In contrast, however, consider another example. Imagine this time that the organization starts to the left of the solid black dot and accomplishes only 40 percent of its planned concept development activities. Now, reading up and over, shows that instead of completing more early phase work in the next year, the organization completes less—in this case only about 25 percent. In subsequent years, the completion fraction declines further, creating a vicious cycle of declining attention to upfront activities and increasing error rates in design work. In this case, the system converges to a mode in which concept development work is ignored in favor of fixing problems in the downstream project.
The phase plot thus reveals two important features of the system. First, note from the discussion above that anytime the plot crosses the forty-five degree line … the execution mode in question will repeat itself. Formally, at these points the system is said to be in equilibrium. Practically, equilibria represent the possible “steady states” in the system, the execution modes that, once reached, are self-sustaining. As the plot highlights, this system has three equilibria (highlighted by the solid black circles), two at the corners and one in the center of the diagram.
Second, also note that the equilibria do not have identical characteristics. The equilibria at the two corners are stable, meaning that small excursions will be counteracted. If, for example, the system starts in the desired execution mode … and is slightly perturbed, perhaps pushing the completion fraction down to 60%, then, as the example above highlights, over time the system will return to the point from which it started …. Similarly, if the system starts at f(s)=0 and receives an external shock, perhaps moving it to a completion fraction of 40%, then it will also eventually return to its starting point. The arrows on the plot line highlight the “direction” or trajectory of the system in disequilibrium situations. In contrast to those at the corners, the equilibrium at the center of the diagram is unstable (the arrows head “away” from it), meaning small excursions are not counteracted. Instead, once the system leaves this equilibrium, it does not return and instead heads toward one of the two corners. …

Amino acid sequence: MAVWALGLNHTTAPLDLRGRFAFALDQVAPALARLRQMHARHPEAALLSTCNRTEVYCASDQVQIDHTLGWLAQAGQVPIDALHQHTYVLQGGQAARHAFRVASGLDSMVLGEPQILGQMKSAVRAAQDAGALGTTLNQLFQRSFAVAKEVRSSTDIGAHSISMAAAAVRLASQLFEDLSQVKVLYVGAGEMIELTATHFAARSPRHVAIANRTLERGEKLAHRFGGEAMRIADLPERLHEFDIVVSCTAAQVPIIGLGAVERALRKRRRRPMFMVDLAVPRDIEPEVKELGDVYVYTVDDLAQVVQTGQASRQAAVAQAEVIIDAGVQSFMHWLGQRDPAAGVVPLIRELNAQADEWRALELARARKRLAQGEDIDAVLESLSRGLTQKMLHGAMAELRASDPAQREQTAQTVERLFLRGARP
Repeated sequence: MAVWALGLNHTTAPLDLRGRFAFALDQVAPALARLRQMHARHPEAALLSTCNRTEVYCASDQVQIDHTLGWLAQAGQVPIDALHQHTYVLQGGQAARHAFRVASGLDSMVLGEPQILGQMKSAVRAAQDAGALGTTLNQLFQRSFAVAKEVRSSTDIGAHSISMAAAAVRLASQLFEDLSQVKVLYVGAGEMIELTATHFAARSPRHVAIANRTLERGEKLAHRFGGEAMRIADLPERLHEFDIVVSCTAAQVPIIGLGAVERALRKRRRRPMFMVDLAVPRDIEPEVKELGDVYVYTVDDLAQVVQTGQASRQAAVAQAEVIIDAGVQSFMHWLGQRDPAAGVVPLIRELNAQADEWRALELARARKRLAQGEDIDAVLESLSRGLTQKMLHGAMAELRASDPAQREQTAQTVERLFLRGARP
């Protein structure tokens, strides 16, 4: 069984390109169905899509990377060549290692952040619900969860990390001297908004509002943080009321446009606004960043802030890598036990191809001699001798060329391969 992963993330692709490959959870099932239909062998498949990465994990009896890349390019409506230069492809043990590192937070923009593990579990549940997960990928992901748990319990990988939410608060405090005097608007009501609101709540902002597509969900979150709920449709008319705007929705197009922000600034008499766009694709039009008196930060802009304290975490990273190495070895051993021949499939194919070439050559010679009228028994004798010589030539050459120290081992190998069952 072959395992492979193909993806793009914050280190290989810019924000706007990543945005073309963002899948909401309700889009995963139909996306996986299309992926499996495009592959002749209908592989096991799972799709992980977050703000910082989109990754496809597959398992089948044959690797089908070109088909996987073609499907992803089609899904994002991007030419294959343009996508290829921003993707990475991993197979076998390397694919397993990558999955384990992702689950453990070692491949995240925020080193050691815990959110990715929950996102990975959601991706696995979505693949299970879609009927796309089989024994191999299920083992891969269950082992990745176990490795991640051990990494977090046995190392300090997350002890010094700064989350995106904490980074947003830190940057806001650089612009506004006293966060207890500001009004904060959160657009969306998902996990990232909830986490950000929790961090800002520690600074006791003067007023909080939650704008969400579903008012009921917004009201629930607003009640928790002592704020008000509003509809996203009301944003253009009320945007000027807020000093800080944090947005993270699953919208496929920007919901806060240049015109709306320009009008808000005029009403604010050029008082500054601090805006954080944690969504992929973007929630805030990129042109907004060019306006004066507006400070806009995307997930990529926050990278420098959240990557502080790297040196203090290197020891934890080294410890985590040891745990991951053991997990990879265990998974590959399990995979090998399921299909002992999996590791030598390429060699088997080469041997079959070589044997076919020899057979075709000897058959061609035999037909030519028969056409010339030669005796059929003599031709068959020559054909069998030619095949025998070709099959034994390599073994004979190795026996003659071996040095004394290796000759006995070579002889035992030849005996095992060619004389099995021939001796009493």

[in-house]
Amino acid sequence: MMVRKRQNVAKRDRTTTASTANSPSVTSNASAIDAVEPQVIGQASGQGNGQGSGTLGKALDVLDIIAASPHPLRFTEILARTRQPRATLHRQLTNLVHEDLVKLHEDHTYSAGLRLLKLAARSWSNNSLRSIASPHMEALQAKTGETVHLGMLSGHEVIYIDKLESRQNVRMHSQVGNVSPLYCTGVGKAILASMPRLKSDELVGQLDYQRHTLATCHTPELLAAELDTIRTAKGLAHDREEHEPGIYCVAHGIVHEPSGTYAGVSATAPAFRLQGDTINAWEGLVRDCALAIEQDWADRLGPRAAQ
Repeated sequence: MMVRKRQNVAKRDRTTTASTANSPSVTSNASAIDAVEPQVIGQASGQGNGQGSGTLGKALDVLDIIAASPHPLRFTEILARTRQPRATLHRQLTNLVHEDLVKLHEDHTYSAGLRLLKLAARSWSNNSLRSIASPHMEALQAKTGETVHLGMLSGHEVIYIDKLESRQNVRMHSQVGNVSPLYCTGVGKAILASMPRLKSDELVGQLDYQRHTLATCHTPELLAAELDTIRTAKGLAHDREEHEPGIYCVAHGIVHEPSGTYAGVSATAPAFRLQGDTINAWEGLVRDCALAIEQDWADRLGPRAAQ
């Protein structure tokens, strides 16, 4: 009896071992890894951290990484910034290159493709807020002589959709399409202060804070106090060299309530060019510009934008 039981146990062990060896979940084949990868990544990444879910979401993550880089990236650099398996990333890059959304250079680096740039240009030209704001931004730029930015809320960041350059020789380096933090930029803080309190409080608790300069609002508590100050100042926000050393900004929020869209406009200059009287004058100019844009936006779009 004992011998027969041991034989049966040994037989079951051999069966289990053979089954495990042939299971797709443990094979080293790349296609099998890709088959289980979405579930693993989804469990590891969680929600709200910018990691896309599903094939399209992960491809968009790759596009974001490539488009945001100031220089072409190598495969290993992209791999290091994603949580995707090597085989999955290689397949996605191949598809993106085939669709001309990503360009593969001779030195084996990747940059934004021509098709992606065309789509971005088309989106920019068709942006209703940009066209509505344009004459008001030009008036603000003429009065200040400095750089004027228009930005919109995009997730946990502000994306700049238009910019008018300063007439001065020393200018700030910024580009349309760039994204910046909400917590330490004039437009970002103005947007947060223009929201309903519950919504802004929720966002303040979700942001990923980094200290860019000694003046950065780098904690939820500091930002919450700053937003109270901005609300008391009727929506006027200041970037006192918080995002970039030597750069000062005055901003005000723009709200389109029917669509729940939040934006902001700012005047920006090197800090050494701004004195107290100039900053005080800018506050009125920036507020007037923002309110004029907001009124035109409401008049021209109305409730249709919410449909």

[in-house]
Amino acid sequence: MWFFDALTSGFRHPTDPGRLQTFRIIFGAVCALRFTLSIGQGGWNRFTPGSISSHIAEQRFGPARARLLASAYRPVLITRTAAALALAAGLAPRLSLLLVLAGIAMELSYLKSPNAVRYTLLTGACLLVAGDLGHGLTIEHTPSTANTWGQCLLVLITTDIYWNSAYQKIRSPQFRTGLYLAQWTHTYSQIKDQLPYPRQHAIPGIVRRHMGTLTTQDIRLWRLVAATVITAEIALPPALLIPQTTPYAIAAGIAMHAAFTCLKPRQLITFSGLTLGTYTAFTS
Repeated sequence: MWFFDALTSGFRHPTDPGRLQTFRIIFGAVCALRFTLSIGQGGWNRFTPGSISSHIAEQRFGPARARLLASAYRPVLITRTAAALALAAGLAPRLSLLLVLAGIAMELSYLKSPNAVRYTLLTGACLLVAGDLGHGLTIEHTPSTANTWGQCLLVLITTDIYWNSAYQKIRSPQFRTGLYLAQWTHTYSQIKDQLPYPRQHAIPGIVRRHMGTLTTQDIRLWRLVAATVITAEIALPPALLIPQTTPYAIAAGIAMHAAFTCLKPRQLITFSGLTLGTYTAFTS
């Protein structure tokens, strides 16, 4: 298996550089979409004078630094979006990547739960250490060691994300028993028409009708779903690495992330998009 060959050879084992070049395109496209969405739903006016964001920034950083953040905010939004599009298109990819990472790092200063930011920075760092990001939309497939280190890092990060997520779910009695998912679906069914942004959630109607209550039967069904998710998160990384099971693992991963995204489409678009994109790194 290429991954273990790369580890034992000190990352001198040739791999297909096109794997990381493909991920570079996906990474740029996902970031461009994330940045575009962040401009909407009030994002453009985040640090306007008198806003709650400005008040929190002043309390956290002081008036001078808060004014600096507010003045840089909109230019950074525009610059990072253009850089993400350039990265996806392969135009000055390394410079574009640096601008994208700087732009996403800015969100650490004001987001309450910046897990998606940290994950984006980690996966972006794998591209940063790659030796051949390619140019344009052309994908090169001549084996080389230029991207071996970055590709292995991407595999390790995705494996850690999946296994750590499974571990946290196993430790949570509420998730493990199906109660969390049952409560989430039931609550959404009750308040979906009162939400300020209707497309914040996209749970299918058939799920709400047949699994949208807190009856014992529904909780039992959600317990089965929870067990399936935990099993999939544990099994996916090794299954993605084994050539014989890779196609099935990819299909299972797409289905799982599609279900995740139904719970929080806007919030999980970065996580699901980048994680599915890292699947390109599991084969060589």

Formally, the unstable equilibrium represents the boundary between two basins of attraction. …. This boundary, or tipping point, plays a critical role in determining the system’s behavior because it is the point at which the positive loop changes direction. If the system starts in the desirable execution mode and then is perturbed, if the shock is large enough to push the system over the tipping point, it does not return to its initial equilibrium and desired execution mode. Instead, the system follows a new downward trajectory and eventually becomes trapped in the fire fighting equilibrium.
You’ll have to read the papers to get the interesting prescriptions for improvement, plus some additional dynamics of manager perceptions that accentuate the trap.
Stay tuned for a part II on this topic.